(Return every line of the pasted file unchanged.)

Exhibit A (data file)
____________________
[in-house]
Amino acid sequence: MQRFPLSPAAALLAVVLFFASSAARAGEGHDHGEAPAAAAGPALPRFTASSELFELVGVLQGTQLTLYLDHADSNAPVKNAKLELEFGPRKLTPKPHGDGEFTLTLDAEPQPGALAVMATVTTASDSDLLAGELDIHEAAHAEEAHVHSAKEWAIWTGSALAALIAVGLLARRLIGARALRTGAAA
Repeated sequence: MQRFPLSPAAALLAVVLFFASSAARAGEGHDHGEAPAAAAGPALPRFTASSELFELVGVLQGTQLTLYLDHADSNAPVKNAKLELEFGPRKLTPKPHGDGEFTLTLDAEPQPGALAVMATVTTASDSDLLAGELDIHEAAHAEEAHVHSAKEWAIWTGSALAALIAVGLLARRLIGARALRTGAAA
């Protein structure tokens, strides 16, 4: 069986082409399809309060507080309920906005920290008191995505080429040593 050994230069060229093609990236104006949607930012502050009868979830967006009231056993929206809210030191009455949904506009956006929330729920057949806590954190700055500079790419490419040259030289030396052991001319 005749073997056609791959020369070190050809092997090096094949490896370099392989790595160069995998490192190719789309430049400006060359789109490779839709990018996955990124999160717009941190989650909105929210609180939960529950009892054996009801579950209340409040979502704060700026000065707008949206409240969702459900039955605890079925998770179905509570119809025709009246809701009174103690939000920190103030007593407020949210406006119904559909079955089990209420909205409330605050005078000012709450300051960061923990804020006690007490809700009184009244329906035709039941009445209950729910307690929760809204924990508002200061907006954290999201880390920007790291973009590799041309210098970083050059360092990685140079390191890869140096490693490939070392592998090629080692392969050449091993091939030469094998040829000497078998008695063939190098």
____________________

[in-house]
Amino acid sequence: MQRFPLSPAAALLAVVLFFASSAARAGEGHDHGEAPAAAAGPALPRFTASSELFELVGVLQGTQLTLYLDHADSNAPVKNAKLELEFGPRKLTPKPHGDGEFTLTLDAEPQPGALAVMATVTTASDSDLLAGELDIHEAAHAEEAHVHSAKEWAIWTGSALAALIAVGLLARRLIGARALRTGAAA
Repeated sequence: MQRFPLSPAAALLAVVLFFASSAARAGEGHDHGEAPAAAAGPALPRFTASSELFELVGVLQGTQLTLYLDHADSNAPVKNAKLELEFGPRKLTPKPHGDGEFTLTLDAEPQPGALAVMATVTTASDSDLLAGELDIHEAAHAEEAHVHSAKEWAIWTGSALAALIAVGLLARRLIGARALRTGAAA
């Protein structure tokens, strides 16, 4: 069986082409399809309060507080309920906005920290008191995505080429040593 050994230069060229093609990236104006949607930012502050009868979830967006009231056993929206809210030191009455949904506009956006929330729920057949806590954190700055500079790419490419040259030289030396052991001319 005749073997056609791959020369070190050809092997090096094949490896370099392989790595160069995998490192190719789309430049400006060359789109490779839709990018996955990124999160717009941190989650909105929210609180939960529950009892054996009801579950209340409040979502704060700026000065707008949206409240969702459900039955605890079925998770179905509570119809025709009246809701009174103690939000920190103030007593407020949210406006119904559909079955089990209420909205409330605050005078000012709450300051960061923990804020006690007490809700009184009244329906035709039941009445209950729910307690929760809204924990508002200061907006954290999201880390920007790291973009590799041309210098970083050059360092990685140079390191890869140096490693490939070392592998090629080692392969050449091993091939030469094998040829000497078998008695063939190098």